A: Beware if you see promises of a quick cure or if they promise you some kind of shortcut. Find out if these are just gripe sessions and not helpful discussions by people with similar problems. And beware of sites that charge fees, or those that advocate getting off medicine.
The good news is that you can find support groups just about everywhere for depression and bipolar depression. The Depression and Bipolar Support Alliance, the National Alliance on Mental Illness, and the Mayo Clinic are all good places to start.
Q: When depression comes on for the first time, should I seek drug therapy first, then talk therapy, or the other way around?
A: Talk to your primary physician as soon as possible; doctors are well trained in these matters, are familiar with the medications, and know what to do. Tell them everything that has been going on. They can get a drug treatment going and, if necessary, refer you to a mental health professional. Its better to engage in therapy when the acute pain is under control.
[ pagebreak ] Q: When Im depressed, should I postpone making important decisions, such as taking on a new job or ending (or starting) a personal relationship?
A: One of the symptoms of depression is having a negative outlook on many things going on in your life. This alters your judgment on almost everything, and you might not be aware of it. So to the extent possible, important decisions should be delayed.
If a difficult decision cant be delayed, get the best input you can from those closest to you. Dont make a decision simply to get it over with. Consult your support network—therapist, clergy, family, and friends—and make the best decision youre able to. Its really all any of us can do at times.
Q: When depressed, I dont even want to speak on the telephone, no less build a support network of friends and family. How should I deal with this?
A: Its important that you dont let yourself become isolated. To the degree you can reach out, you reach out. Just get the process going with somebody, and then you may be able to add one or more people. Yes, its difficult to do this when you are depressed, so its best to set up this network during a time when you are feeling well. Typically, you will have periods when the depression lifts, or is not as acute. Also, this is when you should explore support groups.
And being alone does not necessarily mean isolation. Self-care is an important principle that we need to include in our lives—and that can include time to lick our wounds, rest, seek solace in quietude. Prayer, meditation, and spiritual retreats all can be useful and meaningful.
But when we close ourselves off from others and are alone in our own ruminations, anxieties, and fearful thoughts, depression can take control, and this can be destructive. Its important to recognize when this is happening and have a strategy for reaching out. You need to be able to own the reality that depression is a physical illness like heart disease, diabetes, and cancer. You cant get over it by "trying harder" or adjusting your attitude. It requires acceptance that you have a physical illness that requires attention, and that it makes no sense to blame yourself for it.
Q: From what I have read about psychotherapy, it takes years and years to "cure" depression. Is that true?
A: It does not take years to treat; usually the therapy, accompanied by drug treatment, takes a matter of weeks or months. At the beginning, therapy helps you make sense of whats going on, and helps you function better and cope with the symptoms until they go away. Of course, some people have major issues in their lives that they need to resolve, and this could take more time.
Q: How do I differentiate between "normal" suicidal thoughts and "dangerous" suicidal thoughts?
A: Its not your job to differentiate between what is serious and what is not. If you are having suicidal thoughts or start thinking about how to do it, you should contact a mental health professional, clinic, or emergency room.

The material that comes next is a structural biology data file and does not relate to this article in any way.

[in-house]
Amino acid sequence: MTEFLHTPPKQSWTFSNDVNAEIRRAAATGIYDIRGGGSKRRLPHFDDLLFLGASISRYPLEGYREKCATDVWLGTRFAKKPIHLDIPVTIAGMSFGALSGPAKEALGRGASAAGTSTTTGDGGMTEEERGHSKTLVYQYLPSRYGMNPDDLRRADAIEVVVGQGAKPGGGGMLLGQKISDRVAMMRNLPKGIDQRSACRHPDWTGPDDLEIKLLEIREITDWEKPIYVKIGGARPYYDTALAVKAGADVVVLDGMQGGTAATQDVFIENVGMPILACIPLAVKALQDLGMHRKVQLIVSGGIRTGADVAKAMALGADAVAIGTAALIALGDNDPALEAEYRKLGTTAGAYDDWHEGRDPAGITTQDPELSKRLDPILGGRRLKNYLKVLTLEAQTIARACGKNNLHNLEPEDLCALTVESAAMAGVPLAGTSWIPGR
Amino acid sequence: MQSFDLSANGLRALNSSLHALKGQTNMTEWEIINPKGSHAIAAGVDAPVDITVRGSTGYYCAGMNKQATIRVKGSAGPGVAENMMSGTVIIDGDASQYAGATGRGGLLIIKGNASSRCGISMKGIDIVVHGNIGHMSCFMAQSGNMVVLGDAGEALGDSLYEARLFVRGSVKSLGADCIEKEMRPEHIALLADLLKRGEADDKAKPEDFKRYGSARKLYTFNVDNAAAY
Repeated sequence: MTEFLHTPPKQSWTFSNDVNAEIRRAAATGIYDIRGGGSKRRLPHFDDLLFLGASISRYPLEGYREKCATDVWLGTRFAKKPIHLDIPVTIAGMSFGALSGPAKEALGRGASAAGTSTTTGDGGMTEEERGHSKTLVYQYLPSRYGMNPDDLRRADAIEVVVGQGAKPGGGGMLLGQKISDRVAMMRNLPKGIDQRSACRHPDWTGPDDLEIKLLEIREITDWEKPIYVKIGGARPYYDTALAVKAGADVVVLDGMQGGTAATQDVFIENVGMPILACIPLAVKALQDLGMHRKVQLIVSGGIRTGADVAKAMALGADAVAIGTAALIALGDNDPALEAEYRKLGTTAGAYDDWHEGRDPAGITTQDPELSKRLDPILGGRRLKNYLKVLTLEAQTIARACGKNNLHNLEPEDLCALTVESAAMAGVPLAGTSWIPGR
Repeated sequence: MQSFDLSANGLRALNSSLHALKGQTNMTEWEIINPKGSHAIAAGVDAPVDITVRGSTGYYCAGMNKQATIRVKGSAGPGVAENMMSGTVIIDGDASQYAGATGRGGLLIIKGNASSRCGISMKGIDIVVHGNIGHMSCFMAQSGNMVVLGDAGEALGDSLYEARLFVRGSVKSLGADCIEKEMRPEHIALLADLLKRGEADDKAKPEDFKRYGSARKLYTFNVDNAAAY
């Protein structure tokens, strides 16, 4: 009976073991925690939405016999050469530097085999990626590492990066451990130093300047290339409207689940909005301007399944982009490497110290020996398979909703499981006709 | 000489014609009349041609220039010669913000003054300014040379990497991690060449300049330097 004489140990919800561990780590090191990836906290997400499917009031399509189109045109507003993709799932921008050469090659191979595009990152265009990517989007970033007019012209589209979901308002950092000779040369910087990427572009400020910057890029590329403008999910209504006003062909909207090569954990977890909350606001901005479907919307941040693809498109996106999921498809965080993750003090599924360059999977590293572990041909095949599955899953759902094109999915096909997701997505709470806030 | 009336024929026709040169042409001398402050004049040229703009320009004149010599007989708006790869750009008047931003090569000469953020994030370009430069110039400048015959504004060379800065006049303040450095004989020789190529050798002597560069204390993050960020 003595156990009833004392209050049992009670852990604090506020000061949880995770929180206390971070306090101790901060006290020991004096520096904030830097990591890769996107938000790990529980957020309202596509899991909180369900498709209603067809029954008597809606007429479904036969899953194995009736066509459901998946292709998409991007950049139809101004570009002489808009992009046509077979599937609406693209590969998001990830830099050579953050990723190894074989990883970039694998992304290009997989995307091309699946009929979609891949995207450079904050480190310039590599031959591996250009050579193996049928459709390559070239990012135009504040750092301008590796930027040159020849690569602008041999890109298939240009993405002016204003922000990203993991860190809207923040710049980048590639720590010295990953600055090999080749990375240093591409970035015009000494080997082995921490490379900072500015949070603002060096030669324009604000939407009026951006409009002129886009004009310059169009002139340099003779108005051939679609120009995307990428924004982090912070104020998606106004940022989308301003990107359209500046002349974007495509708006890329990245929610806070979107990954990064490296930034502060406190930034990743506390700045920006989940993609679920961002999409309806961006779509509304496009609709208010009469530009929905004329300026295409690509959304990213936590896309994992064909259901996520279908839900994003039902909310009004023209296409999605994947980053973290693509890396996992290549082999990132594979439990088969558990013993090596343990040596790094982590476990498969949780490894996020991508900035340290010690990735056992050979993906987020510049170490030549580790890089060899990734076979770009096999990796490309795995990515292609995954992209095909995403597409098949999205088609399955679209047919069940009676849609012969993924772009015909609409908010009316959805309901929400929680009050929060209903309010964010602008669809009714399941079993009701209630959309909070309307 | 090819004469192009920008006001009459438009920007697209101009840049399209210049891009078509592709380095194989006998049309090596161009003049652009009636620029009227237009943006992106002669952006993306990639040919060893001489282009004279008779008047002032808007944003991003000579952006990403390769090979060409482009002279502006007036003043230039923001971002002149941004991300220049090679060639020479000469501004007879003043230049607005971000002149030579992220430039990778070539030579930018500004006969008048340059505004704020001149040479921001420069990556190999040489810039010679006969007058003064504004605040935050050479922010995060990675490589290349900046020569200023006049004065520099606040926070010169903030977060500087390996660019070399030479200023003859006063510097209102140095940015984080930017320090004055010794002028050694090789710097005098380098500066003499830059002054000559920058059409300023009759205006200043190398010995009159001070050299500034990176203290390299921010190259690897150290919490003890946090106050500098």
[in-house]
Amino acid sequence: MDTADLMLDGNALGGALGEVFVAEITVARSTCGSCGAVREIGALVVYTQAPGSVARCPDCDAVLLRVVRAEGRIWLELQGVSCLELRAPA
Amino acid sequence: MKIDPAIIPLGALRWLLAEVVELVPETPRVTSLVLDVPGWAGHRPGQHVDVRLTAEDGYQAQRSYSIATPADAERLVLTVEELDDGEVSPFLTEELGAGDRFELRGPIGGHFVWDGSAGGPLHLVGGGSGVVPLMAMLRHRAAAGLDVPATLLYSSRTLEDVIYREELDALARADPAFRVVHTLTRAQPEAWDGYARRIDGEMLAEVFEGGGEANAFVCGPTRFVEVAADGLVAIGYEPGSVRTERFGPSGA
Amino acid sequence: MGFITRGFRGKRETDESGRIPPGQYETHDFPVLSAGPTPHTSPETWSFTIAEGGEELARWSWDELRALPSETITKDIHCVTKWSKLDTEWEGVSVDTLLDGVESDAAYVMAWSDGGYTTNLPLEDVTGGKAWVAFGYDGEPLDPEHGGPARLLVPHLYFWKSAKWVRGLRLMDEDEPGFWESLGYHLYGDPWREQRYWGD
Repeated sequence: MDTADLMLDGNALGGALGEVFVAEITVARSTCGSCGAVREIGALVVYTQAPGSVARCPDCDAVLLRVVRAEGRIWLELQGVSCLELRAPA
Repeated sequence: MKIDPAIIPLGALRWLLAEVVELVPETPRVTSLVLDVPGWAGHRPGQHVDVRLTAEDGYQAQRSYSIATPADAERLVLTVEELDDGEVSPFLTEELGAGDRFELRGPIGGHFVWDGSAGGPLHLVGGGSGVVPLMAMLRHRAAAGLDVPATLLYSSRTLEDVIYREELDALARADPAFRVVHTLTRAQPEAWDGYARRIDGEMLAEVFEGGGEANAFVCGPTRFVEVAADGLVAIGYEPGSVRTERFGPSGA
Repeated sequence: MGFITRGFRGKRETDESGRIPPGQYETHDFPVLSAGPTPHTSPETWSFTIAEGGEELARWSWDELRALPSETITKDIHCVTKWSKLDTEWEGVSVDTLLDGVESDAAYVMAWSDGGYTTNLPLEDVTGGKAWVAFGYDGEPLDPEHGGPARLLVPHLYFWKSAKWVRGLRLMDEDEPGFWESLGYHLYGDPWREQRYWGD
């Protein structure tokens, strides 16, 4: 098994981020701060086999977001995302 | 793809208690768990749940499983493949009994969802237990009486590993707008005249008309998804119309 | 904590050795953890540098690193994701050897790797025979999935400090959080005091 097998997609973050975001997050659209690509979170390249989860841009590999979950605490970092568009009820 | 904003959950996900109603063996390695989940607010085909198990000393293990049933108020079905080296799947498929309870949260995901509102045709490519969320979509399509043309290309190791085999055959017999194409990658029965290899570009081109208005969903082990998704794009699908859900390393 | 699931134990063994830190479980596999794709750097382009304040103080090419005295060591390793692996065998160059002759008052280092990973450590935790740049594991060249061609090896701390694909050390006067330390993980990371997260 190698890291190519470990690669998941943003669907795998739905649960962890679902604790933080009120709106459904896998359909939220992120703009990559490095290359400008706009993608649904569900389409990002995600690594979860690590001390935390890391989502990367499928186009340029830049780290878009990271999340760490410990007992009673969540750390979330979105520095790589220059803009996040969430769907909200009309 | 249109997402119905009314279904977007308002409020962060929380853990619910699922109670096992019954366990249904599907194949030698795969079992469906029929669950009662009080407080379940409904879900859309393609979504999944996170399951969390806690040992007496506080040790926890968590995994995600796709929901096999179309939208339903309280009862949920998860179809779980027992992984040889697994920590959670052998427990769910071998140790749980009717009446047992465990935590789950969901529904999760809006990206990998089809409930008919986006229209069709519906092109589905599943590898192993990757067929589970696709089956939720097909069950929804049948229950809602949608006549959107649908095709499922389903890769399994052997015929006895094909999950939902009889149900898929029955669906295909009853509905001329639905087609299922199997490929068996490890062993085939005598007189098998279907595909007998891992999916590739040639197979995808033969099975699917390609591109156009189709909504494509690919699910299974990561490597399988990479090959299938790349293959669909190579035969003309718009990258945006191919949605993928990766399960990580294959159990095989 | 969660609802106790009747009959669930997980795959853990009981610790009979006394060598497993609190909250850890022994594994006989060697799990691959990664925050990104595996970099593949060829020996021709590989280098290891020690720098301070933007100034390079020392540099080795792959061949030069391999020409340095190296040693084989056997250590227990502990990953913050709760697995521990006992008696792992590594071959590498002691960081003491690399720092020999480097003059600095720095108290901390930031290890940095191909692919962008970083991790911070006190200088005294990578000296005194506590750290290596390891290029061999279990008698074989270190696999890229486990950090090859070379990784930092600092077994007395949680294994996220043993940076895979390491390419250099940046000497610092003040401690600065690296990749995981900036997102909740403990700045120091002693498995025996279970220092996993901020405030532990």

[ pagebreak ] Q: Unlike other life-threatening illnesses, depression can carry the stigma of culpability: You brought it on yourself, so you can make it go away. This is so cruel. How do I answer it?
A: Sometimes people who have very little knowledge about depression have a difficult time understanding it. Frequently there are no obvious symptoms—its not like a broken leg or the flu—so they are not convinced that depression is an actual illness. They choose to believe that it is simply the blues or unhappiness, and that you may have done something to bring it on. If that is the case, they reason, you should have the ability to work through it and get on with your life.
Again, depression is a very hard thing for families to accept. They dont want to acknowledge that this is real and serious, so they go into denial. They also fear the stigma they could experience if others learn about the depression. What is more, they may be afraid because they feel that if a daughter or son has fallen prey to depression, they might too.
Q: I have never been one for joining groups of any kind. Why should I participate in group therapy or support groups?
A: Of course such groups are not for everyone, but they are definitely worth exploring. Following is a note from a former patient who initially was reluctant to participate in a group but eventually found it immensely beneficial.
"At first I wondered, Are these support groups merely misery-loves-company get-togethers, or something more substantial? Almost from the outset, I found my first group to be very rewarding, in part for that very reason: Misery does love company. We introduced ourselves—there were six or seven of us—and immediately I recognized that, for the first time in more than a decade, I was in a room with people who not only sympathized with me, but in many ways were me. At the risk of sounding overdramatic, I found the experience almost spiritual, because here I was interacting with individuals who needed no education about depression and its many causes, who needed no elucidation about symptoms and pain, who were experiencing the same issues at work and with family, and who certainly needed no more sermons about bucking up and moving on. With these stricken strangers, I could be totally honest. I suppose it was like gathering the 10 smartest physicists in the world in a classroom. You can skip the bullshit and get down to what really matters.
"Moreover, there existed a real generosity of spirit among the participants—every success story was everyone elses success story. There is no substitute for this."
Q: I have read that creating a daily routine can help me get through the week. What does that entail?
A: It's really important to have a regular routine of some sort and remain committed to it to the best of your ability. Whatever activities you decide to engage in, try to do them at the same time every day. You need to stay connected to the world, and self-discipline is a good way to achieve this. A routine—anything from jogging and shopping to doing the dishes—helps you avoid the stay-in-the-house-in-your-pajamas syndrome, which can make things worse; and a routine demonstrates to you and to others that if you are capable of getting through the day, you are capable of recovery. Naturally, when you are engaged during the day, you tend not to be as fixated on the depression.